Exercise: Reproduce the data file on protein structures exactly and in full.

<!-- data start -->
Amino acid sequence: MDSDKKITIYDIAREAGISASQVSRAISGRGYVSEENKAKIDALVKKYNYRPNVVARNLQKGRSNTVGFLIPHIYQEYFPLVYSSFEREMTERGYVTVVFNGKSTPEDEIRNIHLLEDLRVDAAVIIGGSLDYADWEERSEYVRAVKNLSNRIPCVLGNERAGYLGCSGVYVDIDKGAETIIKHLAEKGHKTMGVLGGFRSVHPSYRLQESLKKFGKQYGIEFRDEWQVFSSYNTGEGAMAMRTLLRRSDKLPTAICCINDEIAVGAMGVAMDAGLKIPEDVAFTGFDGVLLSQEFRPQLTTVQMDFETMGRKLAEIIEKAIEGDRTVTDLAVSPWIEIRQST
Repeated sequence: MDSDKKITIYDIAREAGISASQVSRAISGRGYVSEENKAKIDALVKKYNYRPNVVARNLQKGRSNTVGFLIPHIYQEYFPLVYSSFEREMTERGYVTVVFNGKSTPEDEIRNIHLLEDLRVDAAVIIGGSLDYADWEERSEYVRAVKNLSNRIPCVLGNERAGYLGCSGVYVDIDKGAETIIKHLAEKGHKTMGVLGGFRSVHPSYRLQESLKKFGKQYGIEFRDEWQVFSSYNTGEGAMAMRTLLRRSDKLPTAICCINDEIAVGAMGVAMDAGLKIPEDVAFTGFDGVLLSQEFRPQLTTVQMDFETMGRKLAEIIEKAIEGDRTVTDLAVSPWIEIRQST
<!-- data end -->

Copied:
Amino acid sequence: MDSDKKITIYDIAREAGISASQVSRAISGRGYVSEENKAKIDALVKKYNYRPNVVARNLQKGRSNTVGFLIPHIYQEYFPLVYSSFEREMTERGYVTVVFNGKSTPEDEIRNIHLLEDLRVDAAVIIGGSLDYADWEERSEYVRAVKNLSNRIPCVLGNERAGYLGCSGVYVDIDKGAETIIKHLAEKGHKTMGVLGGFRSVHPSYRLQESLKKFGKQYGIEFRDEWQVFSSYNTGEGAMAMRTLLRRSDKLPTAICCINDEIAVGAMGVAMDAGLKIPEDVAFTGFDGVLLSQEFRPQLTTVQMDFETMGRKLAEIIEKAIEGDRTVTDLAVSPWIEIRQST
Repeated sequence: MDSDKKITIYDIAREAGISASQVSRAISGRGYVSEENKAKIDALVKKYNYRPNVVARNLQKGRSNTVGFLIPHIYQEYFPLVYSSFEREMTERGYVTVVFNGKSTPEDEIRNIHLLEDLRVDAAVIIGGSLDYADWEERSEYVRAVKNLSNRIPCVLGNERAGYLGCSGVYVDIDKGAETIIKHLAEKGHKTMGVLGGFRSVHPSYRLQESLKKFGKQYGIEFRDEWQVFSSYNTGEGAMAMRTLLRRSDKLPTAICCINDEIAVGAMGVAMDAGLKIPEDVAFTGFDGVLLSQEFRPQLTTVQMDFETMGRKLAEIIEKAIEGDRTVTDLAVSPWIEIRQST